After a Fashion
Undead or nonliving, Your Style Avatar dutifully shuffles along the coil of costume contests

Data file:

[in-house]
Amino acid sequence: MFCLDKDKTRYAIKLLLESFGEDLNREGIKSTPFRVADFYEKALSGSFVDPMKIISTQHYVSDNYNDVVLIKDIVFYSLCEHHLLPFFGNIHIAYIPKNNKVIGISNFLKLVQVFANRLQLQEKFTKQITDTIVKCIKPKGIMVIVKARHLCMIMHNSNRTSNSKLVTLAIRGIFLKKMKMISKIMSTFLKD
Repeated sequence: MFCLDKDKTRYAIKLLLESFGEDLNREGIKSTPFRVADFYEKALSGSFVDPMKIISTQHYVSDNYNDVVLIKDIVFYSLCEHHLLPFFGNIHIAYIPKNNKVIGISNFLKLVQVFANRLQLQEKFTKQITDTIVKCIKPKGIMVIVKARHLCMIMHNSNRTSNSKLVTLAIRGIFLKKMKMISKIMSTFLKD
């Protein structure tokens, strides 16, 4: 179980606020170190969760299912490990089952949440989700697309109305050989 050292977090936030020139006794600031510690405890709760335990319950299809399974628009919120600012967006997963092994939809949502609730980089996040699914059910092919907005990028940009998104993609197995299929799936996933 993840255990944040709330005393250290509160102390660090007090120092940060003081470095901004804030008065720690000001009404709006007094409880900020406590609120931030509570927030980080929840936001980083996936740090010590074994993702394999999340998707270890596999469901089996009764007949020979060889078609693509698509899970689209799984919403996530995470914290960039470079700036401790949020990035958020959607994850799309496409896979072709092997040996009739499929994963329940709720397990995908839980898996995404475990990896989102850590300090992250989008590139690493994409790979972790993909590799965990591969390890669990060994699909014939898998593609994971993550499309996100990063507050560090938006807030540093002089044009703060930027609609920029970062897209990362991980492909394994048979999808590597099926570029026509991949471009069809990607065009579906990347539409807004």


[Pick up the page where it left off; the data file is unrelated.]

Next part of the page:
I was a zombie for sure. Undead. Nonliving. The day of the Zombie Ball, where I was to receive an award and to present an award (Best Costume), I woke up feeling dead. Zero energy. Zero motivation. All I knew is that I hurt all over and wouldn't consider leaving the house. Being extremely low on energy and ability since my surgery two weeks ago, my heart just wasn't really in it. I'd halfheartedly been working on an ensemble to wear, but I knew that there would be a few people dressed as me, so I just couldn't pull off any of my run-of-the-mill over-the-top ensembles. Definitely a look of my own was in order, and knowing that hair and makeup would be provided by the fabulous Method Hair guaranteed that originality. I went to the "Best of Austin"-winning Coco Coquette wig salon and spied this tripped-out black-and-white wig in a Cleopatra cut with layers of black and white cut into it. There would be no other choice. My friend Rusty Irons selected a sexy blond number to complement me and paid the check and we were off. To me, the black-and-white wig determined everything about my look. I found some old white faux fur with six-inch black fur spikes sticking out of it; the fabric had a delicious Cruella de Vil feel to it, and I made a full-length coat with shawl collar and huge cuffs (all lined in sapphire blue). Everything else would take a backseat to the coat, hair, and makeup. Wearing black jeans and a black turtleneck sweater, I added minimal jewelry, dispensed with sunglasses, carried no fan, and wore no fragrance. Well, if that's not unlike me, then I don't know what is. I hardly recognized myself. Ensemble and accessories complete, I headed for Method, where an exhausted team of stylists had just completed 16 models' looks for the ball. But all the models were gone, so I had the stylists all to myself. I confess that I had so much fun there with these talented, intelligent women that I didn't care if I ever left the salon. But the ball was nigh, and Rusty arranged for me to be picked up and taken to her house, the Irons (the swanky single residence hotel in the heart of the South Congress entertainment district), for last-minute touch-ups, then off to the W Hotel for the ball. The line to walk the red carpet was a mile long, it seemed, so we just bypassed it until the photogs saw us and demanded that we instantly model for them. And model we did, along with the other Method Hair models. I loathe large crowds of any variety, so we were ushered backstage where we could hang out until my services were needed. I got to sit back and watch. So many bands and 2,500 ghoulishly dressed fans! The costumes ranged from dull to sublime, from basic stripper clothes to deliriously executed fantasies. The contestants had been chosen in advance, and I was to select the winner. Okay, we had Beetlejuice, Michael Jackson, some wild ninja thing, and an assortment of other looks. The winner? I chose an elegant pair of zombies in period evening clothes and the makeup of the undead. And a number of Stephen Mosers were present. My own photographer, Seabrook Jones, came dressed as me, wearing some old fake Versace I'd given him. Neil Diaz nailed the look with a fur throw, faux Versace, fan, and a ton of jewelry. Justin Brown of Wilhelmina Brown nefariously got Rusty to surreptitiously borrow my espresso mink. He looked so much better dressed as me that I was embarrassed. His date was dressed as my regular date, Jackie Oh. Oh, if Jackie could have been there, she would have screamed. But what Jackie would have really screamed about was her roommate Nico dressed as me (faux Versace, sunglasses, turquoise jewelry everywhere) and Nico's boyfriend, Lucas, went dressed as Jackie, too. Though both Jackies were hysterical, Lucas had the edge because he wore a jacket of Jackie's that she adores but has never worn herself. There will be fireworks upon her return. As a tribute, I was presented with a quirky but absolutely stunning portrait of Frankenstein. I'm not sure what they were trying to tell me; I will treasure it nonetheless.